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Dear Greta

By Yvette Poshoglian
Reviewed by Mia Macrossan
Yvette Poshoglian is the author of over forty books for children and young people, including the  Ella and Olivia series. Born and raised in Sydney, Yvette taught secondary English in southwest Sydney and now manages major education projects for the NSW Department of Education.
This is an epistolary novel in that the central character Alice Boghosian tells her story in the form of emails to Greta Thunberg. The whole grade six class is doing a writing project writing to a hero, and Alice got Greta even though she knows hardly anything about her.
It is through these daily emails that we learn about Alice’s life at home and at school, and incidentally learn about Greta as well. Alice is of Armenian descent but totally Australian. She doesn’t get on well with her big sister and she is devastated when she has to give up her bedroom to her Nene (grandmother) who is coming to stay a while to recover after a heart operation.
At school she misses her friend Anh, at home a lot because of severe asthma. She is constantly irritated by the lame jokes of Jayden and his mates but is comforted by her good friend Sami. Another person who becomes a friend is Hannah, a shy Korean girl. Alice’s school is rather like the United Nations, everyone is either from some other part of the world or has strong family connections outside Australia. Cultures featured include Persian, Korean, Filipino, Maori, Pacific Islands, Middle East, and more.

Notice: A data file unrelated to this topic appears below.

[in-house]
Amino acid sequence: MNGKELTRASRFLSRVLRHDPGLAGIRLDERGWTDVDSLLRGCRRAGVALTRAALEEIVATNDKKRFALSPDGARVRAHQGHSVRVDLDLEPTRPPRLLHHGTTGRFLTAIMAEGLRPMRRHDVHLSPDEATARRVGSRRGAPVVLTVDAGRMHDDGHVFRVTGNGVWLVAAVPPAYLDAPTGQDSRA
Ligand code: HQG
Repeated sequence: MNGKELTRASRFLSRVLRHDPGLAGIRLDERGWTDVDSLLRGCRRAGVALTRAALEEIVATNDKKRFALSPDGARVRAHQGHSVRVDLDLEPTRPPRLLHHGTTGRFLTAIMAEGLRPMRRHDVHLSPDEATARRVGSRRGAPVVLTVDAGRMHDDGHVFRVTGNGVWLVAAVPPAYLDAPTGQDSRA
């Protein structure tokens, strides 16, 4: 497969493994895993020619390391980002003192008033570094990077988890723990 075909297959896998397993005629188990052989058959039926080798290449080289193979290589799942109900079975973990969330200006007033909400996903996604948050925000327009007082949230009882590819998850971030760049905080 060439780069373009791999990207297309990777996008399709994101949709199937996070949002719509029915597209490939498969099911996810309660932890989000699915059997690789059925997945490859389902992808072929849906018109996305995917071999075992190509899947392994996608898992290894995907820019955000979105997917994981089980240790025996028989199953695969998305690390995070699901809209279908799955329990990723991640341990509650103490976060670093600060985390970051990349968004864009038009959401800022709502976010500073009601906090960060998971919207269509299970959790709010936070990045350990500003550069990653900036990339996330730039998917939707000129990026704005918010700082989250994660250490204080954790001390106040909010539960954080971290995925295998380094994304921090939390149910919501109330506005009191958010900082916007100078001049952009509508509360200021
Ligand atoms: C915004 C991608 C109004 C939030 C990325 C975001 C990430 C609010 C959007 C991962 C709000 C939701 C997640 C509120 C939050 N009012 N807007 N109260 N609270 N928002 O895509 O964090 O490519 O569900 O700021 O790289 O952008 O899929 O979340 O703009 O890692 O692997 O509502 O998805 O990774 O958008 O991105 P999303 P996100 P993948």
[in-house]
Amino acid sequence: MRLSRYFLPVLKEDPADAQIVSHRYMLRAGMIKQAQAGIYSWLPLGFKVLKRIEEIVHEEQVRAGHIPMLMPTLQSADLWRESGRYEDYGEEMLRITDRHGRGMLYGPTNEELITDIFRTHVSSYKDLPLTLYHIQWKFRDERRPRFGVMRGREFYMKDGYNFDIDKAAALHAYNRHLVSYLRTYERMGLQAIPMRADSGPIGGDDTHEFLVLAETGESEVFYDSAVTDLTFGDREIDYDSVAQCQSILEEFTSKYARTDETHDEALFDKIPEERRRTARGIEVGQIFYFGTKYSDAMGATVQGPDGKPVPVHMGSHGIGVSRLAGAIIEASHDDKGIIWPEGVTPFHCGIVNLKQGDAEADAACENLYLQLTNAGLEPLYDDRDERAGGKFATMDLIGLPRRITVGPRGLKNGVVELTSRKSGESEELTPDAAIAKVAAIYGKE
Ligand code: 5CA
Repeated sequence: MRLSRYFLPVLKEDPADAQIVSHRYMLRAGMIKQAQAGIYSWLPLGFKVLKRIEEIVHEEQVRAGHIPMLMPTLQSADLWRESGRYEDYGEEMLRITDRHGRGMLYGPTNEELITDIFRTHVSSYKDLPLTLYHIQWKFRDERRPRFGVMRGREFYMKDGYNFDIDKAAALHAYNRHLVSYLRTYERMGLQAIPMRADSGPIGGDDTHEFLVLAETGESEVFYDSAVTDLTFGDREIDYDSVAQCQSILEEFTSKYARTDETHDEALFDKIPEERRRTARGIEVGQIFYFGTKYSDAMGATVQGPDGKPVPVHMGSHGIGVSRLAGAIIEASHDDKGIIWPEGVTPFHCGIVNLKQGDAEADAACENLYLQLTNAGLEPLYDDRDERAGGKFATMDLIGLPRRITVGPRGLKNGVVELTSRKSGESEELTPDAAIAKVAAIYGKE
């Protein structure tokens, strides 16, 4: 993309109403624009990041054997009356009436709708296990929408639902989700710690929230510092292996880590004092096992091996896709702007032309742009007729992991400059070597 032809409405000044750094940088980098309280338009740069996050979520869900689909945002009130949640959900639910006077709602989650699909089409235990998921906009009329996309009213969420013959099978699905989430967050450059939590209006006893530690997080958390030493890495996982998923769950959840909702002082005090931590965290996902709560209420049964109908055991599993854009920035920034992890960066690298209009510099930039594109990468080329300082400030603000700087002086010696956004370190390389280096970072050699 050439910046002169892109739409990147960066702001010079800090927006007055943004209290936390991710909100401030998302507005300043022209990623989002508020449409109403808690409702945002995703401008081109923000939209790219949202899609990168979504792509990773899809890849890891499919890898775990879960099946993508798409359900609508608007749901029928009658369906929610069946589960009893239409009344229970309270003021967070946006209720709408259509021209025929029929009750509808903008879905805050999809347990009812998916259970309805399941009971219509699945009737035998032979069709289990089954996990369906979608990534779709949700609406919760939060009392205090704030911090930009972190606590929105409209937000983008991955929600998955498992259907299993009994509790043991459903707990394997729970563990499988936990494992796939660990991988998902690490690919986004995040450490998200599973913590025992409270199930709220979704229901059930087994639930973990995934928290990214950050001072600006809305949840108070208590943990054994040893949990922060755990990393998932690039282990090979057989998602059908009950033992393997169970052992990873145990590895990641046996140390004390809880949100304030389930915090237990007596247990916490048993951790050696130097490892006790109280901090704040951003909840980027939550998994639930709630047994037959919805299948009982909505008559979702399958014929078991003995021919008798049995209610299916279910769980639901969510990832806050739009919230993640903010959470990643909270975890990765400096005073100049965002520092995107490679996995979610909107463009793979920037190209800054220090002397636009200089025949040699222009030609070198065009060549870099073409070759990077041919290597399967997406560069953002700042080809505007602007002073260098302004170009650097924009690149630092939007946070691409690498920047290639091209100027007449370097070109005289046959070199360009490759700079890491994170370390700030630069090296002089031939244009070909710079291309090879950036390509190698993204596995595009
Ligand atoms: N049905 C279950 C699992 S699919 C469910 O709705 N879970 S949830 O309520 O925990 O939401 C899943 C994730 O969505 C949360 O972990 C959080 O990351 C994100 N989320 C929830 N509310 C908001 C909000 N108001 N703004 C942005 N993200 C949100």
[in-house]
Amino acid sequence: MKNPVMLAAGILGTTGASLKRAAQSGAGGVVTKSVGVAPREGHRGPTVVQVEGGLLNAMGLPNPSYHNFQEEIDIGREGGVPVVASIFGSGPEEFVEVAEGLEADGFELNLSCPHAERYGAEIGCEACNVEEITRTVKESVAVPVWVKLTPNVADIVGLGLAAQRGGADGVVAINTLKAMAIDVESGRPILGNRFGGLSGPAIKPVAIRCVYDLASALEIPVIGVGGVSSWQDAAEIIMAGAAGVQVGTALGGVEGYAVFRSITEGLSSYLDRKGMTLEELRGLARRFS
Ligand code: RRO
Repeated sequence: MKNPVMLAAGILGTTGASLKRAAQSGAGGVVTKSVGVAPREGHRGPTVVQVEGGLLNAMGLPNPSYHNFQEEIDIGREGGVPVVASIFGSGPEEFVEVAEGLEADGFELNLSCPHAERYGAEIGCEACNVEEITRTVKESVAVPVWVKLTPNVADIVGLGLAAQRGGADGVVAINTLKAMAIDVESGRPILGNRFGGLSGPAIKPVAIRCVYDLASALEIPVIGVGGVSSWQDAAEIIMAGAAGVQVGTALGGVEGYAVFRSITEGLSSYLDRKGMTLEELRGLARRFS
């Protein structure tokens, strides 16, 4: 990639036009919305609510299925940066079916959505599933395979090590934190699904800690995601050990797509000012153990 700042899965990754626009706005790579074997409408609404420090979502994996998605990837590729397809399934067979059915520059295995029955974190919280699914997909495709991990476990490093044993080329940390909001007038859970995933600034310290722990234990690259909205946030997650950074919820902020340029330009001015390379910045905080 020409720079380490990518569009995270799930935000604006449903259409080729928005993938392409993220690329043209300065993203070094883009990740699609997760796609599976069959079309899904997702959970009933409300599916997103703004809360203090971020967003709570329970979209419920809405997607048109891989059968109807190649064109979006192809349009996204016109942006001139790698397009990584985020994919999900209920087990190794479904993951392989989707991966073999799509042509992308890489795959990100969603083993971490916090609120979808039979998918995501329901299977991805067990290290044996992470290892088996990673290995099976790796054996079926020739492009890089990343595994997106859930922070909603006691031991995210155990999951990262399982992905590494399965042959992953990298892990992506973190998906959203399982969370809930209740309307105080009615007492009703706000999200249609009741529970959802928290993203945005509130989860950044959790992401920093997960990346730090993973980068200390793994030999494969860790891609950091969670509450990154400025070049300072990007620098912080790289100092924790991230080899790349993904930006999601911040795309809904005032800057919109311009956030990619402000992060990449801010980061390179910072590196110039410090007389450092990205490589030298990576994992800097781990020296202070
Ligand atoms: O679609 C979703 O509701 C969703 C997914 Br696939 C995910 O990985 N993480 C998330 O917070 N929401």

Gradually Alice learns more about Greta and begins to realise that even a young person like herself can make a difference if you have the inspiration and courage. It is while working with her team mates on the annual school Food Fair project that Alice gains enough confidence to take action about something that she really cares about.
Strong environmental themes are carried lightly by a charming school story framework that also touches on developing and maintaining friendships,  intergenerational relationships, sibling rivalries and using technology as an educational tool. Alice’s metamorphosis into an activist is totally believable.
Yvette’s writes with a light touch and plenty of humour. She is never preachy or didactic but has strong clear messages appealing and accessible to middle grade readers.
A timely book for school libraries supported by excellent Teacher’s Notes. 
Puffin 2022
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